A Toy Spring Scale

Make a crude weighing device from simple parts

You pick up different rocks, books, and other objects, and you feel that some are heavier than others. But how much heavier? How can you name in numbers the “heaviness” of each thing and compare them, as you can compare lengths with a ruler? Is there such a thing as a ruler for heaviness? Or in more scientific words, how do you measure weight?

One of the first tricks was to compare the heaviness of the thing you are interested in to the heaviness of something else that you can count. You put the thing you want to measure on one side of a balance beam, and then you count out counting units on the other side until the scale balances. For small weights, ancient cultures often measured weight by counting seeds, because they were regular in size, and readily available. This is where we get our modern units of “grain” and “carat.” (One grain of weight is approximately the weight of a wheat grain, and one carat of weight is approximately the weight of a carob seed.) For larger weights, there were no regular objects available as counting weights, so people had to make do with rocks. The modern “pound” and the British “stone” come from a long process of evolution in selecting exactly which rocks to use as the counting weights.

But no matter what you choose to count, you have to figure out a way of balancing one weight against another, of comparing the weight in question to the weight units you have chosen to count with. The most direct and obvious way is to put them on opposite sides of a balance — put the weight being measured on one side, add or subtract counting weights until the balance is level, and then count your counting weights. But this is obviously highly inconvenient. You have to carry around lots of equipment with you, and spend lots of time carefully adding and subtracting your counting weights...and you have to actually count them. If there are more than a couple of dozen seeds, that will be tedious, and you are likely to make an error. You also can't measure anything smaller than a single counting weight. It's a mess, and finding a better way to measure weight soon became a pressing need as civilization developed.

Practical Weight Measurement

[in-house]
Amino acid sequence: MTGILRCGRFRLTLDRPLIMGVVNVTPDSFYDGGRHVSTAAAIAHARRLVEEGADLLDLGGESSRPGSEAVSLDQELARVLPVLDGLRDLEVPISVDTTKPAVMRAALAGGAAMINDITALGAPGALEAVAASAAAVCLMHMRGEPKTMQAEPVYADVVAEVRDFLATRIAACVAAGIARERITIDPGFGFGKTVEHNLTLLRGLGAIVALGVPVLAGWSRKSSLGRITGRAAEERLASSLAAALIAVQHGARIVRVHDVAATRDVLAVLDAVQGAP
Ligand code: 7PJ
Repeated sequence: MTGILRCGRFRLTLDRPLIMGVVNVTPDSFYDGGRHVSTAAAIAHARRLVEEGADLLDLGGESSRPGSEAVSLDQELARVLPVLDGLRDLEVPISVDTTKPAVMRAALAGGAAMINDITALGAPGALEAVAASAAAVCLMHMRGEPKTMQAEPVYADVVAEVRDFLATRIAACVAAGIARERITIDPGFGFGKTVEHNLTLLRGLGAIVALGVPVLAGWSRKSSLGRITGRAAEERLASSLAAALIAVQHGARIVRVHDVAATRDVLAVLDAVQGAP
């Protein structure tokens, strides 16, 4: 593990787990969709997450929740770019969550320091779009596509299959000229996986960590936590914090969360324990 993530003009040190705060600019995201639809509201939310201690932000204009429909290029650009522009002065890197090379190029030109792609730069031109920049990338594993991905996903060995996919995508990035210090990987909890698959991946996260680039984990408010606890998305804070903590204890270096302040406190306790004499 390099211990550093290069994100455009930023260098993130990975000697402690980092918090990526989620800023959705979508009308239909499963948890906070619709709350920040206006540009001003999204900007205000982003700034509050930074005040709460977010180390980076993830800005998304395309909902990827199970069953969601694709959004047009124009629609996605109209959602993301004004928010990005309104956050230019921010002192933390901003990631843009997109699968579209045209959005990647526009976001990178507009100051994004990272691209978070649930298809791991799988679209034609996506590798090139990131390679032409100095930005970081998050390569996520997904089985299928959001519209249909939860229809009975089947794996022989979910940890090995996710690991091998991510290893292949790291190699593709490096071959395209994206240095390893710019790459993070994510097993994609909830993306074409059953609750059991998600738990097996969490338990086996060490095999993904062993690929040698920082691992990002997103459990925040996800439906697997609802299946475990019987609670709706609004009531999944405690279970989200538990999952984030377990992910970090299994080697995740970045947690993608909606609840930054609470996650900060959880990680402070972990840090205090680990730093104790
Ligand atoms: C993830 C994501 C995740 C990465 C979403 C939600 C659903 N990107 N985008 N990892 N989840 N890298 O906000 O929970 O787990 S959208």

Someone who understood leverage, possibly Archimedes, realized that you could make a more precise and hassle-free scale by replacing the counting weights and weighing pan with a single sliding weight on a lever arm. These “Roman Balances” or "Steelyards" appeared in elementary form at various stages in history, and became a well-developed tool in post-Archimedean Roman civilization. If you have two or three sliding weights of various sizes, you can measure a large range of weights with great precision, and to this day, many of our precision scales in chemistry laboratories and doctor's offices use the principle of the triple-beam balance.

But these are still not very practical for casual, everyday home use. They are heavy and clunky, hard to move around, and not that cheap. What kind of instrument can you use if you just want a quick measurement, and you don't need an answer to four decimal places? Bathroom scales, kitchen scales, luggage scales, postal scales...these are all compact, lightweight, self-contained instruments that can tell you the weight of something just by having a needle point to the right number on a number line. How do these handy weight-measurement devices work? You will probably have noticed that the weighing platform or weighing hook is always bouncy or springy. These cheap, portable “spring scales” all have a spring inside connected to a dial or a pointer on the front. The more weight you add, the more the weight stretches or compresses the spring, and the more this moves the needle along the dial. Then you just read the number that the needle points to...assuming that the people who made the device correctly matched the number marks to the weights on the spring. And even if they didn't, somethings springs stretch over time, or other things shift, and the device might need small adjustments to match the real, physical weight to the numbers on the number scale. The drawback of the handy spring design is that the scale requires calibration to be useful. They must be calibrated at the factory when they are manufactured, and possibly re-calibrated or “zeroed” once in awhile during use.

(Besides spring scales and triple-beam-balances, there are also modern, fully electronic scales, but those work on an entirely different principle. Well...not entirely different, come to think of it. They use internal strain gauges, which work like “electronic springs”. And like spring scales, they also require calibration.)

A Toy Spring Scale

You can demonstrate the principle of operation of such a spring scale by making one of your own from simple household items, using a rubber band as your spring. The idea here is that you hang weights on the paperclip hook, and this will stretch the rubber band at the top and pull the string down along the strip of paper.